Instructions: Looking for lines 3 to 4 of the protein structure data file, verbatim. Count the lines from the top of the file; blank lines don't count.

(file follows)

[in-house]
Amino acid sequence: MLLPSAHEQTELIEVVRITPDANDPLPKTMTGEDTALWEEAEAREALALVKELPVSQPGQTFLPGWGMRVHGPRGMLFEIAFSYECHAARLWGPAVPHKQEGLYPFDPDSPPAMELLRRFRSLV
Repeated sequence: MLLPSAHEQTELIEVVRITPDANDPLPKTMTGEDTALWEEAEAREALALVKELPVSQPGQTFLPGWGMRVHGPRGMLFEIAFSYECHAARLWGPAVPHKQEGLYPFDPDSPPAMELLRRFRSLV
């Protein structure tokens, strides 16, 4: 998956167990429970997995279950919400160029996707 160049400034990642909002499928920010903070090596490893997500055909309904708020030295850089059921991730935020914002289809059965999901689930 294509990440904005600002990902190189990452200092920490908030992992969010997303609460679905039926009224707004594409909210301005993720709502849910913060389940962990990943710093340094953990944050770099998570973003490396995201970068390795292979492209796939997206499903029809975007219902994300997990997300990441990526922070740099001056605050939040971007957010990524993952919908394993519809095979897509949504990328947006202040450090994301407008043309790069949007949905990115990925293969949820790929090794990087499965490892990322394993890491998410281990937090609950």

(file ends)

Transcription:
Repeated sequence: MLLPSAHEQTELIEVVRITPDANDPLPKTMTGEDTALWEEAEAREALALVKELPVSQPGQTFLPGWGMRVHGPRGMLFEIAFSYECHAARLWGPAVPHKQEGLYPFDPDSPPAMELLRRFRSLV
């Protein structure tokens, strides 16, 4: 998956167990429970997995279950919400160029996707 160049400034990642909002499928920010903070090596490893997500055909309904708020030295850089059921991730935020914002289809059965999901689930 294509990440904005600002990902190189990452200092920490908030992992969010997303609460679905039926009224707004594409909210301005993720709502849910913060389940962990990943710093340094953990944050770099998570973003490396995201970068390795292979492209796939997206499903029809975007219902994300997990997300990441990526922070740099001056605050939040971007957010990524993952919908394993519809095979897509949504990328947006202040450090994301407008043309790069949007949905990115990925293969949820790929090794990087499965490892990322394993890491998410281990937090609950």